Share This Page

Soldier monument to be relocated from outside Westmoreland Museum of American Art

| Monday, March 11, 2013, 12:01 a.m.

A soldier who has stood watch over Greensburg for more than a half century will soon receive orders to muster elsewhere.

But the 6-foot-tall soldier on the 25-foot perch outside the Westmoreland Museum of American Art will have to wait until at least March 19 to know more about his deployment.

Members of a committee looking to move the monument to assist the museum's expansion plans said they will be mum on the move until a meeting of Greensburg's Historic and Architectural Review Board.

The committee members, all volunteers, met on Thursday night and reviewed two estimates for moving the memorial.

“We're putting it on the HARB agenda, the statue,” said Barbara Ciampini, a committee member and Greensburg planning director.

“We're moving it from one location to another in the Gateway (a zoning district in the city), so that's how we decided to do it (during the meeting),” she said.

By that meeting, committee members hope to have unresolved issues settled, Ciampini said.

“We still have some things to iron out. That's when we decided to forge ahead,” she said.

Ciampini declined to discuss the issue more, including the estimates.

Telephone messages left for Lou DeRose, committee chairman, and Barbara Jones, a committee member and museum curator, were not returned on Friday.

Ciampini and Jones serve on the historic review board — an advisory group for city council — and DeRose serves as its solicitor.

Monument committee member James Sims said no decision has been made about the two estimates. He confirmed the March 19 meeting discussion.

“We're putting together a budget,” he said. “We still have to make a decision on a vendor.”

Sims declined to discuss the estimates but said he wants to get going with the project because the public's help with fundraising will be critical. Museum officials want to hold groundbreaking this summer, he added.

“We have to look at this as preservation,” he said.

Last fall, Ben Gage, a West Virginia sculptor and expert in moving fine art, examined the monument to determine moving costs. After receiving his estimate, committee members sought more prices.

Members have discussed the Westmoreland County Courthouse and St. Clair Park as two possible spots for the memorial.

The committee plans to use a nonprofit group to help collect donations to pay for the move and related costs.

Museum officials are proposing a 12,500-square-foot addition with a 60-foot cantilever on the North Maple Avenue side of the museum as part of the $18 million project.

A covered walkway will be added to the museum front, and a keystone-shaped window will be set into the brick wall on the North Main Street side of the structure.

Museum officials plan extensive landscaping to the front of the building.

The monument went up in 1925, flanked by four cannons, near the old Greensburg City Hall on North Main Street. Civil War and World War I veterans and others helped pay for the monument, which was dedicated on May 30, 1925, as the Westmoreland County Soldiers' and Sailors' Monument.

In 1949, City Hall moved to its current spot on South Main Street, and the museum took over the North Main Street property.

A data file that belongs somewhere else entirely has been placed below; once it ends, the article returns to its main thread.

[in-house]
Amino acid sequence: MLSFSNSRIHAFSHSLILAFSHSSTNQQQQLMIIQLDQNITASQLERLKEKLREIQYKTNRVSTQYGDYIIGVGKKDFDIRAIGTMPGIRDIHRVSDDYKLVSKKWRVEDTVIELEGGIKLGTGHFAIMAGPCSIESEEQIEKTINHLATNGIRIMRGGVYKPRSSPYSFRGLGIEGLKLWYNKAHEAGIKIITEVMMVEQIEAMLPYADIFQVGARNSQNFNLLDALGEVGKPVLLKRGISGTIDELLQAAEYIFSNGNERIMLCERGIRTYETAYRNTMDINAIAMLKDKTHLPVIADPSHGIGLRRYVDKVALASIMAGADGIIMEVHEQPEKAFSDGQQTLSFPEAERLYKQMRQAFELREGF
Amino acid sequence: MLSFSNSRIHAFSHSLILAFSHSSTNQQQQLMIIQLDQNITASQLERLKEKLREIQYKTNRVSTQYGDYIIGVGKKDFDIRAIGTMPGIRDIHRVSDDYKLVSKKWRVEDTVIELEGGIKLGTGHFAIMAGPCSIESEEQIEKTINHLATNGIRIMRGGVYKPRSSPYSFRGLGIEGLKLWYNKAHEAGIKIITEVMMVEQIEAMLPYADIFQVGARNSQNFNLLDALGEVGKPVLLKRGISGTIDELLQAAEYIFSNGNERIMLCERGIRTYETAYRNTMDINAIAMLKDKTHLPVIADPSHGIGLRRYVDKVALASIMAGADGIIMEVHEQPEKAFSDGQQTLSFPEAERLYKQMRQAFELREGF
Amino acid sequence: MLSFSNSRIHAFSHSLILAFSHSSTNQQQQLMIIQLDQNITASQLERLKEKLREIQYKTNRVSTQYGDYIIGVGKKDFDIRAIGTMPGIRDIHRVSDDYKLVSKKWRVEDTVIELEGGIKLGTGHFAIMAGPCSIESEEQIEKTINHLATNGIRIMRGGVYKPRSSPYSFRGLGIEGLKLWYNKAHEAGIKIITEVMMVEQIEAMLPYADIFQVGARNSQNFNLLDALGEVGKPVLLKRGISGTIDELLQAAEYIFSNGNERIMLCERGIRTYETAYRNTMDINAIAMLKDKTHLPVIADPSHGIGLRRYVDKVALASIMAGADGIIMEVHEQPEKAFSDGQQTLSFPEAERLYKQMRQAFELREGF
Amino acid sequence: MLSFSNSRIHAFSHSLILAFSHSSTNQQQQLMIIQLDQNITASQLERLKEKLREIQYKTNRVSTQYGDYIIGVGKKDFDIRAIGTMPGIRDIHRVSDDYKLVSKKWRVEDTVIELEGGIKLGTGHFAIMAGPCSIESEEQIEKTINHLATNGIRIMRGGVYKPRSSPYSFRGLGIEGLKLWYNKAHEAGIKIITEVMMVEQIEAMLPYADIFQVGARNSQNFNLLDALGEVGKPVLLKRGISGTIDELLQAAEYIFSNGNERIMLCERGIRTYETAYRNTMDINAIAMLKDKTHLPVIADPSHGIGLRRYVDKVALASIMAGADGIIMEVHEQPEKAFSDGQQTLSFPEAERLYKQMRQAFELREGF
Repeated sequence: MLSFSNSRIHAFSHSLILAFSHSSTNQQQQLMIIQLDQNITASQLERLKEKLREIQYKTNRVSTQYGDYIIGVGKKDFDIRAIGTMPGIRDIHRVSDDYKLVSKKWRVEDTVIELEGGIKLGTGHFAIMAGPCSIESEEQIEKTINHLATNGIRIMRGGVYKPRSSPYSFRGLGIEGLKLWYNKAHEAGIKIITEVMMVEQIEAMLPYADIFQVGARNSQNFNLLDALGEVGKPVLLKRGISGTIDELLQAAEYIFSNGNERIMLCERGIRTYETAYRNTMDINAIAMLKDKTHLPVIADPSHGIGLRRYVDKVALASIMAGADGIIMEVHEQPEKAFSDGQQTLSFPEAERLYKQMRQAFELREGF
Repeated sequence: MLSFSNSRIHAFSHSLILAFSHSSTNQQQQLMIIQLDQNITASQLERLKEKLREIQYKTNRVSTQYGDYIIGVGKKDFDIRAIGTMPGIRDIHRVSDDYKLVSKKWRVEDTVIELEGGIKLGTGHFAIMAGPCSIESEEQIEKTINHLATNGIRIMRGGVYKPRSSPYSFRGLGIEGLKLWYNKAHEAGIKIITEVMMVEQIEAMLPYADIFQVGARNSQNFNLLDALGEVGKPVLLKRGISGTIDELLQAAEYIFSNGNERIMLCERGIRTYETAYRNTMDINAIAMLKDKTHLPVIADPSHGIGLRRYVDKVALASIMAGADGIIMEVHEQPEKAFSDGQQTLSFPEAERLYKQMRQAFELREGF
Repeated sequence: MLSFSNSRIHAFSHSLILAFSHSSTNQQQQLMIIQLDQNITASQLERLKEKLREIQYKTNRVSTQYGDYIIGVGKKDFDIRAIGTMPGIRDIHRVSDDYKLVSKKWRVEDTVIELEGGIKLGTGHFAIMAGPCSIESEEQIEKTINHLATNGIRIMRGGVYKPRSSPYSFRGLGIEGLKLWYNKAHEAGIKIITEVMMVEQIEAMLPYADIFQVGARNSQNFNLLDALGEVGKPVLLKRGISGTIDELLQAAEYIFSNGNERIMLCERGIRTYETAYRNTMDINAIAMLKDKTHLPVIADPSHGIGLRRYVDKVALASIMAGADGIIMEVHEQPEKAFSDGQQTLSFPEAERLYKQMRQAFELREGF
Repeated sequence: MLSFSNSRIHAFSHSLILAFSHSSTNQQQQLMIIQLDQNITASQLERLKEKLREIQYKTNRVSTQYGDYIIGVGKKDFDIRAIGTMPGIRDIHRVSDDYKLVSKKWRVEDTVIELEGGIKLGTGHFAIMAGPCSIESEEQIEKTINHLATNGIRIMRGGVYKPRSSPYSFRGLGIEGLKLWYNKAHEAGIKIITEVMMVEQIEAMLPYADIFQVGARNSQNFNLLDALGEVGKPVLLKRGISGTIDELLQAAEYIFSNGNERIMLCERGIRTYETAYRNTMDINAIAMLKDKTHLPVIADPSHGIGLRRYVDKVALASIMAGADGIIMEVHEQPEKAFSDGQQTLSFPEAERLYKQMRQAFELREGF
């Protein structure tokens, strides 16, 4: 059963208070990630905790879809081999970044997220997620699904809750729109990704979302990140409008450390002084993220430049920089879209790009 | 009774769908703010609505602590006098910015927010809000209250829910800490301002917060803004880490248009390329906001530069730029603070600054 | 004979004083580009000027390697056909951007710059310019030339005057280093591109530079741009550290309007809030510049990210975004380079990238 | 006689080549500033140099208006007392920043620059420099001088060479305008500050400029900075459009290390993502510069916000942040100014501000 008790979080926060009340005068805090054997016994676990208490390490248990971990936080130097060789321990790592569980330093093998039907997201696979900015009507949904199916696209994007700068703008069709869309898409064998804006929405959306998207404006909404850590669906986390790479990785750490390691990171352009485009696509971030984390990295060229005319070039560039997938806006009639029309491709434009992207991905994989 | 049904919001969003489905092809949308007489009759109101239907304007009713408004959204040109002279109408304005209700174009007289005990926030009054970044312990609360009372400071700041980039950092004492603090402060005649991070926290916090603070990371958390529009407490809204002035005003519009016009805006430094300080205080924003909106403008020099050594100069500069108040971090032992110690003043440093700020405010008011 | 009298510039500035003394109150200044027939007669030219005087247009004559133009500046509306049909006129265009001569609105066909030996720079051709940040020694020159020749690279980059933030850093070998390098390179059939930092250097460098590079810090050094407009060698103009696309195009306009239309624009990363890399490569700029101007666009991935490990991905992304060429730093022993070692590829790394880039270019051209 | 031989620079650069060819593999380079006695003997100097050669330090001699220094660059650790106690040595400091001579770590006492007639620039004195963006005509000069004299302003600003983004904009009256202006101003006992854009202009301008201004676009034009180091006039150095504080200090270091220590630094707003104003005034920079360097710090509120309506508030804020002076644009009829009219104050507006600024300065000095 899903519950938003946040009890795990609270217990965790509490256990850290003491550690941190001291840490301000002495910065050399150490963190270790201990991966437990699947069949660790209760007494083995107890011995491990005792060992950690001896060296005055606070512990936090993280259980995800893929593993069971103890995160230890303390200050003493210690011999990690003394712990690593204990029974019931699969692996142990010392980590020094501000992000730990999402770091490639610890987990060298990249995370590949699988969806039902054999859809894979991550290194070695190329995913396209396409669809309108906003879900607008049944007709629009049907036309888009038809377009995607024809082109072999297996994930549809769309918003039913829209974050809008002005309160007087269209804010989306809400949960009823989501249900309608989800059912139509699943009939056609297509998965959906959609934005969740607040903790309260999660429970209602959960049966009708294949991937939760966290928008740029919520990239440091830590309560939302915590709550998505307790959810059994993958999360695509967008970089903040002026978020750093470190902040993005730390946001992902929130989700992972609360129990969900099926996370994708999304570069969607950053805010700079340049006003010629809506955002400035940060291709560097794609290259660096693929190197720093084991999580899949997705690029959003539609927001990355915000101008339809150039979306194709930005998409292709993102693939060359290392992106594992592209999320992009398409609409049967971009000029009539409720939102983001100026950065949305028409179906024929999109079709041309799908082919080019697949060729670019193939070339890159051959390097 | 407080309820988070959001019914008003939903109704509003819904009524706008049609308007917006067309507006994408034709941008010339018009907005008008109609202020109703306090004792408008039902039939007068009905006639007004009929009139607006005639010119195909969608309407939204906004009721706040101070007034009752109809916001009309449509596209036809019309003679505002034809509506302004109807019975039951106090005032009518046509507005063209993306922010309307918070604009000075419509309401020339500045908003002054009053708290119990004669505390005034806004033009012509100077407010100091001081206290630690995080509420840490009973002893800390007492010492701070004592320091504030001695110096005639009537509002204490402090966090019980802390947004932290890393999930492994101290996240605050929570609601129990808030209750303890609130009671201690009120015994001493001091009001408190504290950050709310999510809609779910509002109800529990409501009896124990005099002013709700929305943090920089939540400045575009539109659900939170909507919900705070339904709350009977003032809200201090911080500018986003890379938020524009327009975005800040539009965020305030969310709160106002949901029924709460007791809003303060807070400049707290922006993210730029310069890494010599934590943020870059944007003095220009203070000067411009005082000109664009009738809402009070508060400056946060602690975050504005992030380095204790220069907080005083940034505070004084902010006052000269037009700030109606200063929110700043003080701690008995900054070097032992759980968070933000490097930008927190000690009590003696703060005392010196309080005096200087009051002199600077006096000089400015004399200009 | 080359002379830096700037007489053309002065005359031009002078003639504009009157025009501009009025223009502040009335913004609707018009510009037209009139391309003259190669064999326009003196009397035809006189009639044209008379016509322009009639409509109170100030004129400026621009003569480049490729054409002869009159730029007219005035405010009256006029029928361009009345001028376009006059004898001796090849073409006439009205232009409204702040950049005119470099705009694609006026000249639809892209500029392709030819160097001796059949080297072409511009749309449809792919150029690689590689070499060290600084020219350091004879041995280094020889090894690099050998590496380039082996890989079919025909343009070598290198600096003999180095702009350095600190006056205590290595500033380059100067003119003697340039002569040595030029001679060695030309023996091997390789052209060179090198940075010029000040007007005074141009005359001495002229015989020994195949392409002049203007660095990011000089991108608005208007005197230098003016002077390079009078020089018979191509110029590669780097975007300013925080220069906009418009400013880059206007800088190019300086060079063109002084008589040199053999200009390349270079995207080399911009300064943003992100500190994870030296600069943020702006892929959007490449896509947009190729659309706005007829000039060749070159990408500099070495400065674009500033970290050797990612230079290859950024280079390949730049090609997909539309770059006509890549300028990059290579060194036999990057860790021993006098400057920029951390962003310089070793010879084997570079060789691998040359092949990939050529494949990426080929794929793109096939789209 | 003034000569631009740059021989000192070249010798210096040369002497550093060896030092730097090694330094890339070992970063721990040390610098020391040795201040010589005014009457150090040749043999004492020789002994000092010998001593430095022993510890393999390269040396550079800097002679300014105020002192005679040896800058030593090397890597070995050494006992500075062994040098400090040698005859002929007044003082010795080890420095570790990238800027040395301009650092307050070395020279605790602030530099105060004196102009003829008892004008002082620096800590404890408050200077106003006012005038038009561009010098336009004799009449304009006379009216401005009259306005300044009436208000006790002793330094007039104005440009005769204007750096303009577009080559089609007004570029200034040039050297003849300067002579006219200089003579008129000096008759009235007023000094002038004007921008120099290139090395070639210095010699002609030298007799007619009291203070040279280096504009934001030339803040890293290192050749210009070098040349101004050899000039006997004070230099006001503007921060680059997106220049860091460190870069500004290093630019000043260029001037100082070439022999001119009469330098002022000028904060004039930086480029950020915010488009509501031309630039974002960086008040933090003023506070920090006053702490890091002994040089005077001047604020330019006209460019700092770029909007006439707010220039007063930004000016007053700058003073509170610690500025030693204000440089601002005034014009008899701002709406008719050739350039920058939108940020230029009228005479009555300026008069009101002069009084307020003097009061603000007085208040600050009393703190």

A decade later, workers moved the monument a few feet to its current site once a community fervor arose in opposition to plans to erect it in St. Clair Park, according to published reports.

The monument went up originally as a memorial to Union Civil War soldiers and sailors, but over time it has evolved into a remembrance of all American armed forces members.

Bob Stiles is a staff writer for Trib Total Media. He can be reached at 724-836-6622 or bstiles@tribweb.com.

Related Content
TribLIVE commenting policy

You are solely responsible for your comments and by using TribLive.com you agree to our Terms of Service.

We moderate comments. Our goal is to provide substantive commentary for a general readership. By screening submissions, we provide a space where readers can share intelligent and informed commentary that enhances the quality of our news and information.

While most comments will be posted if they are on-topic and not abusive, moderating decisions are subjective. We will make them as carefully and consistently as we can. Because of the volume of reader comments, we cannot review individual moderation decisions with readers.

We value thoughtful comments representing a range of views that make their point quickly and politely. We make an effort to protect discussions from repeated comments either by the same reader or different readers

We follow the same standards for taste as the daily newspaper. A few things we won't tolerate: personal attacks, obscenity, vulgarity, profanity (including expletives and letters followed by dashes), commercial promotion, impersonations, incoherence, proselytizing and SHOUTING. Don't include URLs to Web sites.

We do not edit comments. They are either approved or deleted. We reserve the right to edit a comment that is quoted or excerpted in an article. In this case, we may fix spelling and punctuation.

We welcome strong opinions and criticism of our work, but we don't want comments to become bogged down with discussions of our policies and we will moderate accordingly.

We appreciate it when readers and people quoted in articles or blog posts point out errors of fact or emphasis and will investigate all assertions. But these suggestions should be sent via e-mail. To avoid distracting other readers, we won't publish comments that suggest a correction. Instead, corrections will be made in a blog post or in an article.